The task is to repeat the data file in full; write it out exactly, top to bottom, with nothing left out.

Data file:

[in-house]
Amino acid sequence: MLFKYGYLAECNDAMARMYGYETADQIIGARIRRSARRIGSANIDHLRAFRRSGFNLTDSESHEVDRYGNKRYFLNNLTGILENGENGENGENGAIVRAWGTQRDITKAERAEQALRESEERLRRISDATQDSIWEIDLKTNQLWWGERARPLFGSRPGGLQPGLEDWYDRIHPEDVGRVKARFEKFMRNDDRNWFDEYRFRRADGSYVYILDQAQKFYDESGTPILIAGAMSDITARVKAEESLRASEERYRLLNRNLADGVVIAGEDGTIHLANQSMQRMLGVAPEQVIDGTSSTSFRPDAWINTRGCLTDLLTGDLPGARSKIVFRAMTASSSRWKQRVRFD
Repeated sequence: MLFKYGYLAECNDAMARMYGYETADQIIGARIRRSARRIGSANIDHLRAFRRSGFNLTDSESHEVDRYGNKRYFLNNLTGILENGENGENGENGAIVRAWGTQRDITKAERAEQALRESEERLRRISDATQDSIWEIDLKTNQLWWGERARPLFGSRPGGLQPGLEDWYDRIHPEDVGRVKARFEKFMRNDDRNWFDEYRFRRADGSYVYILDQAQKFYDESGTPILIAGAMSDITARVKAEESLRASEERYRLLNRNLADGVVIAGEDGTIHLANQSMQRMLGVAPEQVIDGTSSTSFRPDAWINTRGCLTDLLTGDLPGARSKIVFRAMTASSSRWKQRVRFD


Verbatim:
[in-house]
Amino acid sequence: MLFKYGYLAECNDAMARMYGYETADQIIGARIRRSARRIGSANIDHLRAFRRSGFNLTDSESHEVDRYGNKRYFLNNLTGILENGENGENGENGAIVRAWGTQRDITKAERAEQALRESEERLRRISDATQDSIWEIDLKTNQLWWGERARPLFGSRPGGLQPGLEDWYDRIHPEDVGRVKARFEKFMRNDDRNWFDEYRFRRADGSYVYILDQAQKFYDESGTPILIAGAMSDITARVKAEESLRASEERYRLLNRNLADGVVIAGEDGTIHLANQSMQRMLGVAPEQVIDGTSSTSFRPDAWINTRGCLTDLLTGDLPGARSKIVFRAMTASSSRWKQRVRFD
Repeated sequence: MLFKYGYLAECNDAMARMYGYETADQIIGARIRRSARRIGSANIDHLRAFRRSGFNLTDSESHEVDRYGNKRYFLNNLTGILENGENGENGENGAIVRAWGTQRDITKAERAEQALRESEERLRRISDATQDSIWEIDLKTNQLWWGERARPLFGSRPGGLQPGLEDWYDRIHPEDVGRVKARFEKFMRNDDRNWFDEYRFRRADGSYVYILDQAQKFYDESGTPILIAGAMSDITARVKAEESLRASEERYRLLNRNLADGVVIAGEDGTIHLANQSMQRMLGVAPEQVIDGTSSTSFRPDAWINTRGCLTDLLTGDLPGARSKIVFRAMTASSSRWKQRVRFD